The Fishers Island Club was on my short list when I started The Bottom Groove. I’ve always been interested in how a historic course such as this was constructed during the time period.
After reading the write up Andy did at The Fried Egg and taking a closer look at the pictures Jon Cavalier did that were included in the write up, I became a little more intrigued as to how the course was not only routed, but how elevation played a role in the design.
Seth Raynor, who is high on the list as one my my favorite Civil Engineers, was the architect behind Fisher Island Club and the club opened in 1926.
As an attempt to get more detail from the data, I took a look at the topography of the golf course using both a 1-foot and 1/2-foot contour interval.
Looking at the 1-foot contours, its almost impossible to see anything besides some of the natural terrain changes that were incorporated into the golf course.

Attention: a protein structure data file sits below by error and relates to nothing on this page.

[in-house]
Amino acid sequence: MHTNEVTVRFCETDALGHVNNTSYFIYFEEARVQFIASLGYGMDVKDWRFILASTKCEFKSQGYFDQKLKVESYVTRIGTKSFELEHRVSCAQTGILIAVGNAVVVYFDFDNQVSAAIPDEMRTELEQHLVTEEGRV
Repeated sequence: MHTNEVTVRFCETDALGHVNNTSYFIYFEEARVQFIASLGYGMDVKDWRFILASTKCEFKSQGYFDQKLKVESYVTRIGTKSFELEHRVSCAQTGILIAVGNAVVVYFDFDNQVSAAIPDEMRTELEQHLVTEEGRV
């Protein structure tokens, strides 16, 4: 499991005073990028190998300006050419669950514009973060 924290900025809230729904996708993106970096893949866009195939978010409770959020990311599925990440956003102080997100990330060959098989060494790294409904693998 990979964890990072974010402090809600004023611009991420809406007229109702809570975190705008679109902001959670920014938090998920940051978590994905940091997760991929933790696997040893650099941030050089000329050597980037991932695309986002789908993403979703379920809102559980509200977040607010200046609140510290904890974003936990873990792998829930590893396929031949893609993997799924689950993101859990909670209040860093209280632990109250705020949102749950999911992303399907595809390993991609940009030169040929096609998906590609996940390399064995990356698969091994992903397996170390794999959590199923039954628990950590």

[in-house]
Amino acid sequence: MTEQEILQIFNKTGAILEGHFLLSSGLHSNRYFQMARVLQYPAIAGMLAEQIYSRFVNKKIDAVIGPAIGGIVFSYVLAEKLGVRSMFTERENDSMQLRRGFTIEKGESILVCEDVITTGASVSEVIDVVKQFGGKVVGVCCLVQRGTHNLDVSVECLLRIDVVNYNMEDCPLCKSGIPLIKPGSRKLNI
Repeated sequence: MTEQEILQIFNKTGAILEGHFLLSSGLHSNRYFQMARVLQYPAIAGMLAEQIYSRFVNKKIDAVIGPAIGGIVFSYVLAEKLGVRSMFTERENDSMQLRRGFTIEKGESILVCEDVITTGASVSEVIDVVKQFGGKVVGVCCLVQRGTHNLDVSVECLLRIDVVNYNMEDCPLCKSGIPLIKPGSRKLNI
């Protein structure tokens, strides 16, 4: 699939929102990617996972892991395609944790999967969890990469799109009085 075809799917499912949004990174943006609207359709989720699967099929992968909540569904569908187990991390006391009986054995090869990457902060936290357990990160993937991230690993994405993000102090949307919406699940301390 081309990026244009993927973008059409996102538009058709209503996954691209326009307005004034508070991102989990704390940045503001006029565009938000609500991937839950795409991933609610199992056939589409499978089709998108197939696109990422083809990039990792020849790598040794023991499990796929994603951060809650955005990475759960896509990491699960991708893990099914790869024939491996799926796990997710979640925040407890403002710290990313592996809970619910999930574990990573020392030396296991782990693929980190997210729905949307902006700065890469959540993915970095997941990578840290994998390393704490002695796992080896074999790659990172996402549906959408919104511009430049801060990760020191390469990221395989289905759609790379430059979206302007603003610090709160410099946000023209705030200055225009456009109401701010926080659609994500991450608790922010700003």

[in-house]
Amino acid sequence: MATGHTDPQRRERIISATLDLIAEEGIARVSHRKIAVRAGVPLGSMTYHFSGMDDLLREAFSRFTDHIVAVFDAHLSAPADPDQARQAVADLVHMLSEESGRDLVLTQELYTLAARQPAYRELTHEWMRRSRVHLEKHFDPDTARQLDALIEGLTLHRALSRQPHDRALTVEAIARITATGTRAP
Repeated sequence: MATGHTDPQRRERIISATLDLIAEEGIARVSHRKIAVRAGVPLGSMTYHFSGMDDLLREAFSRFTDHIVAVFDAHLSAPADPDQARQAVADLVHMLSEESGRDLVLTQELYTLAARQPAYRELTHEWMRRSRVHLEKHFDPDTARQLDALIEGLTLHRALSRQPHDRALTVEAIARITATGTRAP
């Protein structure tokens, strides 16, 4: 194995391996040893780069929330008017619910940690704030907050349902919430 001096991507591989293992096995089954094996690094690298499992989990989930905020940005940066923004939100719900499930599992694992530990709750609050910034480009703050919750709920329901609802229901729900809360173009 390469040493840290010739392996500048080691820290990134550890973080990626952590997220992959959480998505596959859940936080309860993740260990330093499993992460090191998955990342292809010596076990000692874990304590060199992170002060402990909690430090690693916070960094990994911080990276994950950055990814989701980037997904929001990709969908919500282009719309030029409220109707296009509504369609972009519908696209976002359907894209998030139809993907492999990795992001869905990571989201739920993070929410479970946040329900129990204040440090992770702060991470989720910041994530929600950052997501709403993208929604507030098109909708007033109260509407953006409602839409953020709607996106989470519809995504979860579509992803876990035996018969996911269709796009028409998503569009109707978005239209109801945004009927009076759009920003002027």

After generating contours at 1/2-foot intervals, it was easier to see more of the finer detail incorporated into the golf course.
At this contour interval, it is easier to visualize how much slope much of the golf course has.
Like all courses in the past, I try to provide a different visualization if contours aren’t your thing. For Fishers Island Club, I did both a color ramp with and without contours.
The red colors signify the higher points of the golf course while the blue colors are the low points of the course, or in this case, sea level.
To provide some guidance as to where the contours are in relation to the high and low points, I also generated an image with the 1-foot contours included.
Take a look for yourself and let me know what you think of some of the fine grading, brings out some of the best features at Fishers Island Club.
As always, feel free to contact me with any questions or comments.